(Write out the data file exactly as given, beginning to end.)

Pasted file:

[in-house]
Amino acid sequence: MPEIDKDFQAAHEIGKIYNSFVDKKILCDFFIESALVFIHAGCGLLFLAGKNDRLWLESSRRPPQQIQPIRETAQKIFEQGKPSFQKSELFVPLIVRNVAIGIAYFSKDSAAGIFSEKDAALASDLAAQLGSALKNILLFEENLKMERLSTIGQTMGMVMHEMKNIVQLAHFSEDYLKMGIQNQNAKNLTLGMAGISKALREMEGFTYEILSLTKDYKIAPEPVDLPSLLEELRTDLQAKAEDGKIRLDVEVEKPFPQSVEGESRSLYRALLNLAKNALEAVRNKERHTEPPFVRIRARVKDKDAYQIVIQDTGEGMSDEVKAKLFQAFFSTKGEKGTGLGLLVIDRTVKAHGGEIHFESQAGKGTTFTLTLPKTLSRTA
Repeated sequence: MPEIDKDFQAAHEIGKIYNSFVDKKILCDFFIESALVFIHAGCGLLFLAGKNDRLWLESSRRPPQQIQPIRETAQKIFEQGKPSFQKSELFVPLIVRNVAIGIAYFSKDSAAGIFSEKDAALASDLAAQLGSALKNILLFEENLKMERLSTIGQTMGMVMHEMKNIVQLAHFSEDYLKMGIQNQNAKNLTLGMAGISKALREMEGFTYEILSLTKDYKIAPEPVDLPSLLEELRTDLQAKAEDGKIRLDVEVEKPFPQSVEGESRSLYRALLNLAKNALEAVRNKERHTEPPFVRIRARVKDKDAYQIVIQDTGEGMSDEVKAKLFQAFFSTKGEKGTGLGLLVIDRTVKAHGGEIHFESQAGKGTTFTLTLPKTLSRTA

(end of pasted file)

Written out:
[in-house]
Amino acid sequence: MPEIDKDFQAAHEIGKIYNSFVDKKILCDFFIESALVFIHAGCGLLFLAGKNDRLWLESSRRPPQQIQPIRETAQKIFEQGKPSFQKSELFVPLIVRNVAIGIAYFSKDSAAGIFSEKDAALASDLAAQLGSALKNILLFEENLKMERLSTIGQTMGMVMHEMKNIVQLAHFSEDYLKMGIQNQNAKNLTLGMAGISKALREMEGFTYEILSLTKDYKIAPEPVDLPSLLEELRTDLQAKAEDGKIRLDVEVEKPFPQSVEGESRSLYRALLNLAKNALEAVRNKERHTEPPFVRIRARVKDKDAYQIVIQDTGEGMSDEVKAKLFQAFFSTKGEKGTGLGLLVIDRTVKAHGGEIHFESQAGKGTTFTLTLPKTLSRTA
Repeated sequence: MPEIDKDFQAAHEIGKIYNSFVDKKILCDFFIESALVFIHAGCGLLFLAGKNDRLWLESSRRPPQQIQPIRETAQKIFEQGKPSFQKSELFVPLIVRNVAIGIAYFSKDSAAGIFSEKDAALASDLAAQLGSALKNILLFEENLKMERLSTIGQTMGMVMHEMKNIVQLAHFSEDYLKMGIQNQNAKNLTLGMAGISKALREMEGFTYEILSLTKDYKIAPEPVDLPSLLEELRTDLQAKAEDGKIRLDVEVEKPFPQSVEGESRSLYRALLNLAKNALEAVRNKERHTEPPFVRIRARVKDKDAYQIVIQDTGEGMSDEVKAKLFQAFFSTKGEKGTGLGLLVIDRTVKAHGGEIHFESQAGKGTTFTLTLPKTLSRTA